A Creepy Let Me In
Meanwhile, Dive, working under the supervision of Mark Forker, developed the look of Abby as she transforms into a vampire (removing her hair, creating throbbing veins and darkening the skin around her eyes, augmenting the actor's features with digital makeup), and a character burned by acid in collaboration with Invisible Pictures (3D modeling and skeletal scans of the actual actor in make-up began the process so that parts of the face could be subtracted while digital prosthetics created the inner and outer half-mouth). Dive used Maya, Nuke, Sapphire, Furnace, SynthEyes, Mocha and Silhouette.
However, the long opening and closing shots required a snow system to depict the haunting wintery New Mexico landscape.
"The snow system was built on Maya sprite particles and dynamics," Forker describes. "Using a few reference shots from a few different scenes, I matched the motion of the falling snow and began adding controls for adjusting wind, size and volume of the entire system. There was also some control over making sure particles got killed after leaving the camera's view in order to keep simulation and render times down. Visually, the snow varied in multiple scenes from larger, fluffier flakes to more crystalline, icy flakes. I could dial in the heavier look of the icy snow using the controls built earlier and then added additional passes for sparkle which could be finely adjusted in comp. Multiple depth passes were rendered out for compositing using a GPU- based renderer: this allowed us to generate multiple revisions without too much of a render time hit. Lighting, final color and occlusion were handled in comp. Special cases where see the snow land, melt or blow through specific areas were handled with additional particle systems inside the larger simulation."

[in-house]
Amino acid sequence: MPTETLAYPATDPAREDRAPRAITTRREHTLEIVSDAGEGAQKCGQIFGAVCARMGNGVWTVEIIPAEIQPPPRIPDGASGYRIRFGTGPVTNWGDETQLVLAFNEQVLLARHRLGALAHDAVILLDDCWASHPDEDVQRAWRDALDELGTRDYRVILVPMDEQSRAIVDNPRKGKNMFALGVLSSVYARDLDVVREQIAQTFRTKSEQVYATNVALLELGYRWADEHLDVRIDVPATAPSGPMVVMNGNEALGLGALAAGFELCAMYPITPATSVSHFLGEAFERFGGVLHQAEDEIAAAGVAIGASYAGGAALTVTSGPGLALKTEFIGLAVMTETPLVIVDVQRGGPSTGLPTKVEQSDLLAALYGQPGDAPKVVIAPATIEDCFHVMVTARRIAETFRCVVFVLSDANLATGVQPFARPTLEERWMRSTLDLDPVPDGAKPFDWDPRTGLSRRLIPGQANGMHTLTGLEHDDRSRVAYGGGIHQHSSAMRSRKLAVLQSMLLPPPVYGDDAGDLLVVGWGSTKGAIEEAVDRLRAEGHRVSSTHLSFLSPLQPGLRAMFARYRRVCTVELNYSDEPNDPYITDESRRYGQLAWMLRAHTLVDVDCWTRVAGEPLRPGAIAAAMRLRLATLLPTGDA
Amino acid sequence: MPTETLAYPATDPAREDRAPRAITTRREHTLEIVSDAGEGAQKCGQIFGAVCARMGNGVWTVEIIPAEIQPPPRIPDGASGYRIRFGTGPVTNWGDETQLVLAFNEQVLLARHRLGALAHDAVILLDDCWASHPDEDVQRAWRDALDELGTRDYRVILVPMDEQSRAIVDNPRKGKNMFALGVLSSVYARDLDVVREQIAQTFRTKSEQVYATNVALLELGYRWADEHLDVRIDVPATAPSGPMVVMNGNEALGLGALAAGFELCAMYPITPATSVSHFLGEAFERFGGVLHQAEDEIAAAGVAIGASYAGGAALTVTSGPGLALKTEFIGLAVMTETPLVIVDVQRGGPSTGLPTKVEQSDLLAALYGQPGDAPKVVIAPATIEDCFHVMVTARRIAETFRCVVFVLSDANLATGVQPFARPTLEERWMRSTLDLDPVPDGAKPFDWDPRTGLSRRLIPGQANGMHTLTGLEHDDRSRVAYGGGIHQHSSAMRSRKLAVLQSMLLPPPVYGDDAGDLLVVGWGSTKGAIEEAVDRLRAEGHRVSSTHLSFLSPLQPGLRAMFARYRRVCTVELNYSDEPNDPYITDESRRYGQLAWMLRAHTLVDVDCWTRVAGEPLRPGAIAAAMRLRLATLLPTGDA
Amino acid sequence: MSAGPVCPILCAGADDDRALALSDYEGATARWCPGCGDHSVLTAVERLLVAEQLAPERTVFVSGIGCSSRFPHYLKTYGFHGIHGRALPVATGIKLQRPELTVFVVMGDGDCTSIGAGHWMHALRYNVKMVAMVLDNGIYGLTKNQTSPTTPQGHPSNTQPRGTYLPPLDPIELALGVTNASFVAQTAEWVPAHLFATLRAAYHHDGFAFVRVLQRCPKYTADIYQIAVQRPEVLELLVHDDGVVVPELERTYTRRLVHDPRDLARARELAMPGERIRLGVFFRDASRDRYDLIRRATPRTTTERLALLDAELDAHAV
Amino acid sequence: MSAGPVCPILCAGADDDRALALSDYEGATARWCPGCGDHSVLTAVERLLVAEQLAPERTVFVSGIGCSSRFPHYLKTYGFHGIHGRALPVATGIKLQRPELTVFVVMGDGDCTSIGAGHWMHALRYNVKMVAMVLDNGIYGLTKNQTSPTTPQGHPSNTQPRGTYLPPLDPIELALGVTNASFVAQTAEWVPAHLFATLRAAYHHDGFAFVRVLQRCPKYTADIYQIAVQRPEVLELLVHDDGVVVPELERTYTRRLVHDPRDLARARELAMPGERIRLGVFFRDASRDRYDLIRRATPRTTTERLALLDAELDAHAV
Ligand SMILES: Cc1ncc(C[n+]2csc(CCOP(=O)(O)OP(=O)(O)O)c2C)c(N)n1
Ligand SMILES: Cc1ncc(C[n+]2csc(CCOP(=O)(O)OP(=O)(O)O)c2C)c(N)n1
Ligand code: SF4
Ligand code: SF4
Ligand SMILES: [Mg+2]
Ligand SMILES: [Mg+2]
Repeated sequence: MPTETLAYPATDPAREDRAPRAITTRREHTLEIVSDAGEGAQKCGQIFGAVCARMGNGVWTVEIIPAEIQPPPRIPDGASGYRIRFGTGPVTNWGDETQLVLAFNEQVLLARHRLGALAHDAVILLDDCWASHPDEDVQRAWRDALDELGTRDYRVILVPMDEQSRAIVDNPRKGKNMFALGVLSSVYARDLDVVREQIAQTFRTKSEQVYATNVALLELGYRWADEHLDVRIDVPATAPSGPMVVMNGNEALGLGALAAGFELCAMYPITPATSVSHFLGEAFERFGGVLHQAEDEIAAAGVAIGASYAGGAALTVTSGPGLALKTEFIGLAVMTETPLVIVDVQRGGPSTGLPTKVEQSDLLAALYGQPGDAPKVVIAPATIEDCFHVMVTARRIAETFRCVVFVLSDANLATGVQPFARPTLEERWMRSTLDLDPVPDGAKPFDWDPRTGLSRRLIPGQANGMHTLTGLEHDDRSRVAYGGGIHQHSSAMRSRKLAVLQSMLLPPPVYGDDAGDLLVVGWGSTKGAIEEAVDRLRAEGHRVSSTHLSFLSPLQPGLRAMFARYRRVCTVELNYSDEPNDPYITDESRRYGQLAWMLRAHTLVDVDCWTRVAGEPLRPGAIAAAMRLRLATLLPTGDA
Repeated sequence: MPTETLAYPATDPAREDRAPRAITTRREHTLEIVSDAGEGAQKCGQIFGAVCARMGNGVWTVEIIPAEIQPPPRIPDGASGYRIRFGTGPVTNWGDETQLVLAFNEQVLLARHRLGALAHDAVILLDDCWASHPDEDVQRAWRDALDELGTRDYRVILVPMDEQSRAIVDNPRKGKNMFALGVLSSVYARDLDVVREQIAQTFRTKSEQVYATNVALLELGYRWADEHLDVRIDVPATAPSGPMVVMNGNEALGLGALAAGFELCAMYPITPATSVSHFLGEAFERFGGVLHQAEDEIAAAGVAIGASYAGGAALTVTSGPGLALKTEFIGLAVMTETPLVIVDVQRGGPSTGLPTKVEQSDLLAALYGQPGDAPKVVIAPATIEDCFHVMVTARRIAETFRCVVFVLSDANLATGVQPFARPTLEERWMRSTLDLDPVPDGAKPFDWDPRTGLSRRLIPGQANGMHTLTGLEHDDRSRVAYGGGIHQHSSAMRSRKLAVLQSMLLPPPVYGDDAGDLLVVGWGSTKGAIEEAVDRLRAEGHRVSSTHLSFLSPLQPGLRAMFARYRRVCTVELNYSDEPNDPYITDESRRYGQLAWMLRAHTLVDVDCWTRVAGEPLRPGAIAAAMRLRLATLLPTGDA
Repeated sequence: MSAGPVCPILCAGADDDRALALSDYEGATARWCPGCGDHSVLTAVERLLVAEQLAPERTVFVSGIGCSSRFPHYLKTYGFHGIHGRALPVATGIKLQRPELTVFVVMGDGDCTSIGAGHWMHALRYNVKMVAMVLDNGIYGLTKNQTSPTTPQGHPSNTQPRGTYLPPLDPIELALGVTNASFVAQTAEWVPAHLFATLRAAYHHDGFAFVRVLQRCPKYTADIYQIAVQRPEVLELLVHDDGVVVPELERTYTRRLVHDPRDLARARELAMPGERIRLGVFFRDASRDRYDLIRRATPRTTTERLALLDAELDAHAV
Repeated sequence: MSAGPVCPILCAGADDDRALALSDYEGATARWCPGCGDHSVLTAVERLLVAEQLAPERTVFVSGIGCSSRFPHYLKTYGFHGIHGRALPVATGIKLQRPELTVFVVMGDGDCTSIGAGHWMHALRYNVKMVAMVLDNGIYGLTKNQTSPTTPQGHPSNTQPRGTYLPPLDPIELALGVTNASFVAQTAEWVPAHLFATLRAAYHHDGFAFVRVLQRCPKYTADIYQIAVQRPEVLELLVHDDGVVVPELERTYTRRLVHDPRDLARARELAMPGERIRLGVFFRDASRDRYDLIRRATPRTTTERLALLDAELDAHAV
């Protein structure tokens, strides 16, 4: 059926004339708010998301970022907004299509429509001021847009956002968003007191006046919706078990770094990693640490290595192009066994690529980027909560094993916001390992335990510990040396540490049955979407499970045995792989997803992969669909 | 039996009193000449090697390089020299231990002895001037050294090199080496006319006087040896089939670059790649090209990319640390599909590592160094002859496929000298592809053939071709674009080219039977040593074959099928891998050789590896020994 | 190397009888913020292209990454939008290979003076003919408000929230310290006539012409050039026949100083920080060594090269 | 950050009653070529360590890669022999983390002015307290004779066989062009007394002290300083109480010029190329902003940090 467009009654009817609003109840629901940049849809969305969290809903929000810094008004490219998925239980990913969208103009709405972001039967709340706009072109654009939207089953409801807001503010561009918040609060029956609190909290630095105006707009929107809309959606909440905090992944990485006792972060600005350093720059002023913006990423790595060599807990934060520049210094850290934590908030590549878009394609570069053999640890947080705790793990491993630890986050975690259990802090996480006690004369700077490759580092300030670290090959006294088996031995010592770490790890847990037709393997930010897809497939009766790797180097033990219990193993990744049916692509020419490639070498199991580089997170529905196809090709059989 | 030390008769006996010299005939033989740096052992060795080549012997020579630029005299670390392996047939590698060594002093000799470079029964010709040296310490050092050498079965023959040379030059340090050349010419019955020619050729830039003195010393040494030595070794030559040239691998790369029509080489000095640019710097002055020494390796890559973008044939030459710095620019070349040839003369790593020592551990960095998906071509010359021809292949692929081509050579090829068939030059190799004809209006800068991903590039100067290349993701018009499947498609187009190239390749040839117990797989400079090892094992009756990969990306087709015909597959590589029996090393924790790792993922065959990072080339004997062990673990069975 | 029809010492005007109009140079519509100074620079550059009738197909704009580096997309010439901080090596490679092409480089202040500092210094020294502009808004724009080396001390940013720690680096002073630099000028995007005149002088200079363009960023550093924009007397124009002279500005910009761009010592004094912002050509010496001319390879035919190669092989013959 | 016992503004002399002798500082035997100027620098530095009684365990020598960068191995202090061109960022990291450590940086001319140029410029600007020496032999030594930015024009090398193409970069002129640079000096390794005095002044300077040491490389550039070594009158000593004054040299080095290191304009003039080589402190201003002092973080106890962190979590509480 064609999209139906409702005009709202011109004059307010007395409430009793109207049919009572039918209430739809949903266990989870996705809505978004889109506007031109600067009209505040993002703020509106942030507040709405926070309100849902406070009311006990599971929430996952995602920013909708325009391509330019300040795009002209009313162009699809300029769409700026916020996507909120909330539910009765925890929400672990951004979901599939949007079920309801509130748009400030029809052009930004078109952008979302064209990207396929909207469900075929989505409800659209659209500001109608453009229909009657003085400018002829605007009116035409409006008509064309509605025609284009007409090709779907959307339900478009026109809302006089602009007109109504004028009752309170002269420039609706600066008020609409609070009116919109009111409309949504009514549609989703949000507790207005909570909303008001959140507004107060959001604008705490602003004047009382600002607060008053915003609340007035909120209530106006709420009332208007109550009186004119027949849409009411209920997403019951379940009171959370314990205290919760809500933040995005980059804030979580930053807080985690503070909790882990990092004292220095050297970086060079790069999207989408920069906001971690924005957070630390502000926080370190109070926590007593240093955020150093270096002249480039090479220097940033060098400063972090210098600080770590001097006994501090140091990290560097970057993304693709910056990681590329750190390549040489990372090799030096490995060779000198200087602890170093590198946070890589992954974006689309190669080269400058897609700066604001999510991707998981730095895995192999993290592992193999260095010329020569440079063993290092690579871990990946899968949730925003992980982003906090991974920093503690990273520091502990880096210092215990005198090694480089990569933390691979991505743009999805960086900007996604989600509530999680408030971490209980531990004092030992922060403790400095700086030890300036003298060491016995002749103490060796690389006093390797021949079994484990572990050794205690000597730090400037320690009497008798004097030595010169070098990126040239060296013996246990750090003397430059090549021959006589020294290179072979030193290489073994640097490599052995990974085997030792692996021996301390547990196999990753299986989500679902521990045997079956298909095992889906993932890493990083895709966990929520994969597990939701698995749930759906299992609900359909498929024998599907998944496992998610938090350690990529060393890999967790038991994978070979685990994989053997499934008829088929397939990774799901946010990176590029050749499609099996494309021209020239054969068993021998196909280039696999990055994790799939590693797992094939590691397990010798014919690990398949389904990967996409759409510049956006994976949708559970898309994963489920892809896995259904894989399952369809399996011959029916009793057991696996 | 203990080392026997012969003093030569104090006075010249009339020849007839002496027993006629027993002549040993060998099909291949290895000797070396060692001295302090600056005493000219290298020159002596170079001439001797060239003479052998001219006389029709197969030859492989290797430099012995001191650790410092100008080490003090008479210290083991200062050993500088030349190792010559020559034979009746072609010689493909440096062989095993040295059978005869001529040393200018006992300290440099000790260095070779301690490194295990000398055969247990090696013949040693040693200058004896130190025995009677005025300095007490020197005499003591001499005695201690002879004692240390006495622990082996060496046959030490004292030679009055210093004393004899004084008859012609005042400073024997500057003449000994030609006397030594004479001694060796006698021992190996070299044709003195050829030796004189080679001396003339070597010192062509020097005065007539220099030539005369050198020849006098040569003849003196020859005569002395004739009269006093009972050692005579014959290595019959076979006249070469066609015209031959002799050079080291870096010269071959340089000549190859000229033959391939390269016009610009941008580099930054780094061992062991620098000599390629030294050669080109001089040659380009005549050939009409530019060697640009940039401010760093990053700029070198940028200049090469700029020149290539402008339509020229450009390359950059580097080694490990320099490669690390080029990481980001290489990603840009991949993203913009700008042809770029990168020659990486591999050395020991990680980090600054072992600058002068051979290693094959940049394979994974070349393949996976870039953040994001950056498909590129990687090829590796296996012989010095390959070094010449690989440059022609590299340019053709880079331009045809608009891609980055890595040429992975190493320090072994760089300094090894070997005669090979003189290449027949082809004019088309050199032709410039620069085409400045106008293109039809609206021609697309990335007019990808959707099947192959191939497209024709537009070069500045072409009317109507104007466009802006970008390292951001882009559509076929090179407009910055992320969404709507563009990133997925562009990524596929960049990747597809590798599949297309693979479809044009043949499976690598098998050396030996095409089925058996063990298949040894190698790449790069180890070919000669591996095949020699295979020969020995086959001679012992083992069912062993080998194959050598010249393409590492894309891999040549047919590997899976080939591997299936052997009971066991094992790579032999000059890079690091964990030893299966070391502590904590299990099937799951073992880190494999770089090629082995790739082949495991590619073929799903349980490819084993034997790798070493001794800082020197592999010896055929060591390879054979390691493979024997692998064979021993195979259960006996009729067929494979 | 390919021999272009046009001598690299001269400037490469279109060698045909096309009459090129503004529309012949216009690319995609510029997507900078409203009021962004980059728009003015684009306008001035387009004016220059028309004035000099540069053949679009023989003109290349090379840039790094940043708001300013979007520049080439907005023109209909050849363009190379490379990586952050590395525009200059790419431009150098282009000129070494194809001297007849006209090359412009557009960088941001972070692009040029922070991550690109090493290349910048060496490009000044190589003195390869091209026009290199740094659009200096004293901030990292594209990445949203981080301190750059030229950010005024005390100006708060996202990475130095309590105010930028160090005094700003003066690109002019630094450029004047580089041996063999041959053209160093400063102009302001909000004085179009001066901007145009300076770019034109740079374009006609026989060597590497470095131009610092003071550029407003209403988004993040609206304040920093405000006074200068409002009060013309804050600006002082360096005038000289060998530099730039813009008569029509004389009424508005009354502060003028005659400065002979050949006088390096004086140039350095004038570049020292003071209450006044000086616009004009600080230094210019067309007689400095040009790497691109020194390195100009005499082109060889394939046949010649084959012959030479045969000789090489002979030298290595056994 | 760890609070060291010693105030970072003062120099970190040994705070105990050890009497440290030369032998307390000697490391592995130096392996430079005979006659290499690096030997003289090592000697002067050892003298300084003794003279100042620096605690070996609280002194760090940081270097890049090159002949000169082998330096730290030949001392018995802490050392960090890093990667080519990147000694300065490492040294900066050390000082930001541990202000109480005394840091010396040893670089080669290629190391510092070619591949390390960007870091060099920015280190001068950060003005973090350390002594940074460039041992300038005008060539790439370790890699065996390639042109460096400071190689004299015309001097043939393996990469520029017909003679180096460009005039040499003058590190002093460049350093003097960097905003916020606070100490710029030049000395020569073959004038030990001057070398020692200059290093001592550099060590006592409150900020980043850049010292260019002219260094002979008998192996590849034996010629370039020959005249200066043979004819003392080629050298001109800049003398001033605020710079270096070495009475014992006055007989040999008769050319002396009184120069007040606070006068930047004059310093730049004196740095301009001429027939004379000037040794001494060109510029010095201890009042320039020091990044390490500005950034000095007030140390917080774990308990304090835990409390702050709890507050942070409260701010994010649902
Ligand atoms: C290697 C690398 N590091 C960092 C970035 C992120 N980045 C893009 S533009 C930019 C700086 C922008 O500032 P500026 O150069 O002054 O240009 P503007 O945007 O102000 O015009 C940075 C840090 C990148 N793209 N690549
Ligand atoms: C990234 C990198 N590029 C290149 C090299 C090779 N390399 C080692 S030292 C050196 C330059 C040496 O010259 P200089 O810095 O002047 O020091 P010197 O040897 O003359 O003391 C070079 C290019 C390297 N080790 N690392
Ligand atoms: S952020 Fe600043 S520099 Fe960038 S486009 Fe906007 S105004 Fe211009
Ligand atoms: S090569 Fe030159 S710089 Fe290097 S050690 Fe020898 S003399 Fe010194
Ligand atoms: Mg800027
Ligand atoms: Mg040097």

Bill Desowitz is senior editor of AWN & VFXWorld.